Helicobacter pylori (H. pylori) is a bacteria that causes chronic inflammation (gastritis) of the inner lining of the stomach,...
Amebiasis (Entamoeba histolytica Infection)
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Anal cancer, cancer located at the end of the large intestine, has symptoms that include anal or rectal bleeding, anal pain or...
An anal fissure is a small tear or cut in the skin lining of the anus. Pain and/or rectal bleeding during bowel movements are...
Colitis (Symptoms, Types, and Treatments)
Colitis refers to inflammation of the inner lining of the colon. Symptoms of the inflammation of the colon lining include...
Colon cancer is a malignancy that arises from the inner lining of the colon. Most, if not all, of these cancers develop from...
Colon Polyps (Symptoms, Causes, Types, Treatment, Prevention)
Colon polyps are common growths on the inner lining of the colon. Colon polyps may become cancerous. There are several different...
Crohn's Disease (Symptoms, Causes, Diet, Treatment, Life Expectancy)
Crohn's disease is a chronic inflammatory disease, primarily involving the small and large intestine, but which can affect...
Crohn's Disease vs. Ulcerative Colitis (UC): Differences and Similarities
Crohn's disease and ulcerative colitis are diseases that cause inflammation of part of or the entire digestive tract (GI)....
Diverticulitis (Diverticulosis, Diverticular Disease)
Most people with diverticulosis have few if any symptoms at all. When people do experience signs and symptoms of diverticulosis...
Gastroesophageal Junction Adenocarcinoma
Gastroesophageal junction adenocarcinoma is cancer that forms in the area where the esophagus joins the stomach. Having GERD and...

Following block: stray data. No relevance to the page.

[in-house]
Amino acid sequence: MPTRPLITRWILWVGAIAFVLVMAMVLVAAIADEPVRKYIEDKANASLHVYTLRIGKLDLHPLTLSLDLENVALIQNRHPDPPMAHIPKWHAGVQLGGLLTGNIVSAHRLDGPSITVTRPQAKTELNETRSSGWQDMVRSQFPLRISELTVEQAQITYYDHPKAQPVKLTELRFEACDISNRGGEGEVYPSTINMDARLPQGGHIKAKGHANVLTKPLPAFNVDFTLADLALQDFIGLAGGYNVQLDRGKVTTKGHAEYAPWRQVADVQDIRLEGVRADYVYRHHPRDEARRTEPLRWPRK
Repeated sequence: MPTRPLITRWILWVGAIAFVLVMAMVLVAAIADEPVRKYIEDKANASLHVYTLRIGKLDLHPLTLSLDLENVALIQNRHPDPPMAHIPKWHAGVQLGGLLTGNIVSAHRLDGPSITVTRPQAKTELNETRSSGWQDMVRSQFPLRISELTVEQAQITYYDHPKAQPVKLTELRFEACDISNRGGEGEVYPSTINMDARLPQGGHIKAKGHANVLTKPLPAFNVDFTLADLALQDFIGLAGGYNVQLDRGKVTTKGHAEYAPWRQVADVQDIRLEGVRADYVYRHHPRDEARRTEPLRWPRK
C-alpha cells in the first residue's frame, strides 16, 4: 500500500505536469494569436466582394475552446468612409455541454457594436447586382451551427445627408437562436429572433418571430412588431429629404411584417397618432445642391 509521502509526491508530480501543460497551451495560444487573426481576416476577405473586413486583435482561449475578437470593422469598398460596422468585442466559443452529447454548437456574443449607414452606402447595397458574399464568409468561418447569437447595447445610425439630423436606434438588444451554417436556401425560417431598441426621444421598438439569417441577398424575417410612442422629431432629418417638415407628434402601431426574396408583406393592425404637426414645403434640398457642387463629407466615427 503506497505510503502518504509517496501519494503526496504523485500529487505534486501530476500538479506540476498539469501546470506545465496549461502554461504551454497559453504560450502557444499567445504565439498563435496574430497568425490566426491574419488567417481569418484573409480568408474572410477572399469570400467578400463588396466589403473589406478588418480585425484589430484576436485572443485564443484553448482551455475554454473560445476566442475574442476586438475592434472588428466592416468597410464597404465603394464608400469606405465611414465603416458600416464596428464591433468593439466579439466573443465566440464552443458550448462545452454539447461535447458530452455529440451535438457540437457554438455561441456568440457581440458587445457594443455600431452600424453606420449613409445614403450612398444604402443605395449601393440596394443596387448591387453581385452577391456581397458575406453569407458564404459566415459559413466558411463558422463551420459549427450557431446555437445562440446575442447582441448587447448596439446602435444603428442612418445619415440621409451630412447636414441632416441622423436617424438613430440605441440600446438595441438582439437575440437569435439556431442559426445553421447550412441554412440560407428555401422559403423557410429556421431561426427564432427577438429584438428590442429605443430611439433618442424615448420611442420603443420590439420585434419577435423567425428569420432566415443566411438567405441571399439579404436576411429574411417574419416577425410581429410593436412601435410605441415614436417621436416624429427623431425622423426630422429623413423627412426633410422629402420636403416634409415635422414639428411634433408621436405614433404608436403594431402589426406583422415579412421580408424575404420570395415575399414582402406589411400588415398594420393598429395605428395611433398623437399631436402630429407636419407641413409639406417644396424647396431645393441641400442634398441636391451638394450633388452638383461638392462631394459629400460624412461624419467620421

Hemorrhoids (Causes, Symptoms, and Treatments)
Hemorrhoids (piles) are swollen veins in the rectum and anus. Causes include pregnancy, obesity, diarrhea, low-fiber diet, and...
Idiopathic Thrombocytopenic Purpura (ITP)
Idiopathic means that the cause of the condition isn't known. Thrombocytopenic means there's a lower than normal number of...
Internal bleeding occurs when an artery or vein is damaged and blood to escapes the circulatory system and collects inside the...
Is C. diff (Clostridium difficile) Contagious?
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Is Cancer Contagious?
Cancer is an abnormal growth of cells. A variety of parasites and viruses have been linked to various cancers. Cancer may...
Is Colitis Contagious?
Colitis is a term that us used to describe inflammation of the colon. The terms enteritis, proctitis, and inflammatory bowel...
Is H. pylori Contagious? Symptoms and Tests
H. pylori (Helicobacter pylori) infection: Is it contagious? H. pylori infection is caused by fecal contamination in either food...
Peptic Ulcer (Stomach Ulcer)
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Though the cause of stomach cancer is unknown, risk factors for stomach cancer include diet, H. pylori infection, smoking age,...
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Other Causes of Rectal Bleeding
- Esophageal Varices
Examples of Medications for Rectal Bleeding
- hydrocortisone, rectal suppository, enema, foam, Cortifoam, Anusol-HC, Anucort-HC, Proctocort